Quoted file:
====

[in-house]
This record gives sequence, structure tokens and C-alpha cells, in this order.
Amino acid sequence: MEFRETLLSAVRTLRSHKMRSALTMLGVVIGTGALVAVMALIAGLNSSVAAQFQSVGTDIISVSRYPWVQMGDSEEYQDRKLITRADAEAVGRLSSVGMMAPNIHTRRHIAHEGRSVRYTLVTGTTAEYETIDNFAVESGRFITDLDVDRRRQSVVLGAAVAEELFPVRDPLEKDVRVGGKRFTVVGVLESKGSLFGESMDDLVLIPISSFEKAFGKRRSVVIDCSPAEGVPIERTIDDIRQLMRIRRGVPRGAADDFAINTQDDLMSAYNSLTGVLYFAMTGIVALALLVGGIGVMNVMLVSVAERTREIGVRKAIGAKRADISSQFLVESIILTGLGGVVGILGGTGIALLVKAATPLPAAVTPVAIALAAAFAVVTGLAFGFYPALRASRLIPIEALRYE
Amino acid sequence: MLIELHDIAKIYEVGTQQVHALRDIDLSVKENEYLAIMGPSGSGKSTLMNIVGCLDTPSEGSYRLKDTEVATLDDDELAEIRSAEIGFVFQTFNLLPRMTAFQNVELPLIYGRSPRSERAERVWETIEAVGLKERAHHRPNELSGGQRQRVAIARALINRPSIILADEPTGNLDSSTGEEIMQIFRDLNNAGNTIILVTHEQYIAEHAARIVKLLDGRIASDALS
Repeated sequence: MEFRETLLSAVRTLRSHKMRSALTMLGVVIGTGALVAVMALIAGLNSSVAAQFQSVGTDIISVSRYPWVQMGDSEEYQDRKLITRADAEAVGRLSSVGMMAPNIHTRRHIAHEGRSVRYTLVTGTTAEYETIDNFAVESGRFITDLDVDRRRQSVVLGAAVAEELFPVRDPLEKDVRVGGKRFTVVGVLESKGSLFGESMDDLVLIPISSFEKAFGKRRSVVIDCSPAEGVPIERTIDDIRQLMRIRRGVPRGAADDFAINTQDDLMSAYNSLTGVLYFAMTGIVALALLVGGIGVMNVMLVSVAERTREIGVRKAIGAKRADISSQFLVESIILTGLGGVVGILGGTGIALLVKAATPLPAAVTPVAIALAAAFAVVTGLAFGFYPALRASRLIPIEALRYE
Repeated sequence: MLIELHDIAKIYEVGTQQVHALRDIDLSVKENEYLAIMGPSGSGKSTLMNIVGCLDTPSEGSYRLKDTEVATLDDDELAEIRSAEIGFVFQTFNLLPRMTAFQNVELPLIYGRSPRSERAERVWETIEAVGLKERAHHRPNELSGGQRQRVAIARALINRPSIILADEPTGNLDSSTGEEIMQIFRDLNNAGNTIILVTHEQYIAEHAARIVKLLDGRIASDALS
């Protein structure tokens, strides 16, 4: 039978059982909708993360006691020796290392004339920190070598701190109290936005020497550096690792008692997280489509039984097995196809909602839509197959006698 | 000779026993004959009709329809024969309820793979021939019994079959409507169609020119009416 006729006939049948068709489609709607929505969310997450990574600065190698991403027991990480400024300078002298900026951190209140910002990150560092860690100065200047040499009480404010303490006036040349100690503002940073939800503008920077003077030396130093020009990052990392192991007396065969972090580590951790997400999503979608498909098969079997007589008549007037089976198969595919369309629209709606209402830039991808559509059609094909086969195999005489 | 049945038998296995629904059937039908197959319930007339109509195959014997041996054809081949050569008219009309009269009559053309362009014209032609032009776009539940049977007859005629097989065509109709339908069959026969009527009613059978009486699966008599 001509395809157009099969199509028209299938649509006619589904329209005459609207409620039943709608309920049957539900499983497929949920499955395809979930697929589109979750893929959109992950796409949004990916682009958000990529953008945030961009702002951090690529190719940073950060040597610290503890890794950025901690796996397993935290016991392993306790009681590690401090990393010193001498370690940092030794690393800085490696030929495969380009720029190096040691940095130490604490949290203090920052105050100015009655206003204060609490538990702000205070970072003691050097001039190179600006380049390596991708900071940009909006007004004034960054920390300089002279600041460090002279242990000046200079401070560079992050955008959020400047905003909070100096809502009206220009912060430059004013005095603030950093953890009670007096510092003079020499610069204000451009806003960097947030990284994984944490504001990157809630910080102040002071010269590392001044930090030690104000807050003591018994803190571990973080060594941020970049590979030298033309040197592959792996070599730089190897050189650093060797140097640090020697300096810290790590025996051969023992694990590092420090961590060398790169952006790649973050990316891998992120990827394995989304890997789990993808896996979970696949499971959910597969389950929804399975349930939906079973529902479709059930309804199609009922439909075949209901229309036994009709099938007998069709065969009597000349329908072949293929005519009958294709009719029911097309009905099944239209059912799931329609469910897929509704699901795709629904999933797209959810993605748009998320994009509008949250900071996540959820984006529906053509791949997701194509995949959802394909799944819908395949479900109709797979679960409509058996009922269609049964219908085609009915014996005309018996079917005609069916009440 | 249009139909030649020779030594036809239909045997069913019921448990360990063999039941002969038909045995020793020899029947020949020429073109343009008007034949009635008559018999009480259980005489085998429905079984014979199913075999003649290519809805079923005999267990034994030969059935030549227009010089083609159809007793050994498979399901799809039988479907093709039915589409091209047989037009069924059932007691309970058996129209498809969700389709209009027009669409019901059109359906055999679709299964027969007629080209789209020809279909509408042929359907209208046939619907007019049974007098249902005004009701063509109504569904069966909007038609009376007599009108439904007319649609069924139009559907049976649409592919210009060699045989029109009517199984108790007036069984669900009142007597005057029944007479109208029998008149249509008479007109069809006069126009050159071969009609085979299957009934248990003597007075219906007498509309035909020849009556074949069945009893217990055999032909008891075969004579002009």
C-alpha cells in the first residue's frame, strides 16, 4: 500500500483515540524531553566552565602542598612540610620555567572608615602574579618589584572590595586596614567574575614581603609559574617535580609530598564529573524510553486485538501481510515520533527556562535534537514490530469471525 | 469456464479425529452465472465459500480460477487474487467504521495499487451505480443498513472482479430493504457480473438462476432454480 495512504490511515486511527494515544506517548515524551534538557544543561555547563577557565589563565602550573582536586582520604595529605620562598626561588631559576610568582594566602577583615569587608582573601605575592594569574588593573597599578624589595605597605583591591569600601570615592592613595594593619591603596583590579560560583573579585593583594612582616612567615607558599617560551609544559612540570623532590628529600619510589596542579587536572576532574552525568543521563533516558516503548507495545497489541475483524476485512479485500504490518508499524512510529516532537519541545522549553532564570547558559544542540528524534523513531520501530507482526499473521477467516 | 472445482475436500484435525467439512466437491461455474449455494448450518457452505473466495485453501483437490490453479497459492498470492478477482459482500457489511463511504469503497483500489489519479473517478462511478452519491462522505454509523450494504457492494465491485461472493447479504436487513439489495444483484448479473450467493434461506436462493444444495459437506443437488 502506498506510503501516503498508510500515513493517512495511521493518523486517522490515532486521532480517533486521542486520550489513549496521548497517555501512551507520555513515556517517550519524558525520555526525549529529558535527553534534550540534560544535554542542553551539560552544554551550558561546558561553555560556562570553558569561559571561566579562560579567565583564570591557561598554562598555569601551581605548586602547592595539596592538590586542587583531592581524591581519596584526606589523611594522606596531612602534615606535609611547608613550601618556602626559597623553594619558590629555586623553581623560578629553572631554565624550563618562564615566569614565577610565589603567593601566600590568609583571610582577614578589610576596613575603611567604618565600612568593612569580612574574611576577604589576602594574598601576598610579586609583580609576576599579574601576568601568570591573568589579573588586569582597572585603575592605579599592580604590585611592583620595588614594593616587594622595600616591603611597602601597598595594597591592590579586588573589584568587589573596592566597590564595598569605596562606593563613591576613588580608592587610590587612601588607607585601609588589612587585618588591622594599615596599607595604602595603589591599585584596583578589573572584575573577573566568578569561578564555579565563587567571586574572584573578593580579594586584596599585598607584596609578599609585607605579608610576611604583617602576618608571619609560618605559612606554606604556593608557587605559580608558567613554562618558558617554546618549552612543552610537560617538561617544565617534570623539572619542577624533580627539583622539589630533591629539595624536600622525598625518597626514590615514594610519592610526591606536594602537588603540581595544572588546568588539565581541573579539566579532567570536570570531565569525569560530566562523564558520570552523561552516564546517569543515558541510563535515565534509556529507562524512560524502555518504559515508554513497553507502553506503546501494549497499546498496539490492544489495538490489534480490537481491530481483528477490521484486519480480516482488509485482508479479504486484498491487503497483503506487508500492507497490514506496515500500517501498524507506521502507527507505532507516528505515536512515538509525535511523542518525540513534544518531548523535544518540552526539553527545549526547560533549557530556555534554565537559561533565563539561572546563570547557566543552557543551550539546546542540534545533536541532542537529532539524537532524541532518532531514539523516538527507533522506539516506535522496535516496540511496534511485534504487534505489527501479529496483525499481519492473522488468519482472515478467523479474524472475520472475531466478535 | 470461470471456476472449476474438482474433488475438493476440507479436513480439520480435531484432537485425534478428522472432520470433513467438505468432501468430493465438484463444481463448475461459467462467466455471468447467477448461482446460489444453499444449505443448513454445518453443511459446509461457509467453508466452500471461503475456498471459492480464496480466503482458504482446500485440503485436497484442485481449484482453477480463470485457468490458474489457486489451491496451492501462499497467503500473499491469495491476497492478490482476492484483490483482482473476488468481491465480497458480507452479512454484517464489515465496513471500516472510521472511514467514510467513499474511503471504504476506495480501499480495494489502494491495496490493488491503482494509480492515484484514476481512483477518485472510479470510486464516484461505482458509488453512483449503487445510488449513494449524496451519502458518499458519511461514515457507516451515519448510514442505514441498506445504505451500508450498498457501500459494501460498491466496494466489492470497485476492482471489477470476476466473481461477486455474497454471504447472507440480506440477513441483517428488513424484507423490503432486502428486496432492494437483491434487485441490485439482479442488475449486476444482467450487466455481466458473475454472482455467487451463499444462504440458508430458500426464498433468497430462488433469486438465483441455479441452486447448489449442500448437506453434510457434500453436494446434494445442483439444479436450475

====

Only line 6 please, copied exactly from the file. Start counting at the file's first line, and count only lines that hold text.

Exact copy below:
Repeated sequence: MLIELHDIAKIYEVGTQQVHALRDIDLSVKENEYLAIMGPSGSGKSTLMNIVGCLDTPSEGSYRLKDTEVATLDDDELAEIRSAEIGFVFQTFNLLPRMTAFQNVELPLIYGRSPRSERAERVWETIEAVGLKERAHHRPNELSGGQRQRVAIARALINRPSIILADEPTGNLDSSTGEEIMQIFRDLNNAGNTIILVTHEQYIAEHAARIVKLLDGRIASDALS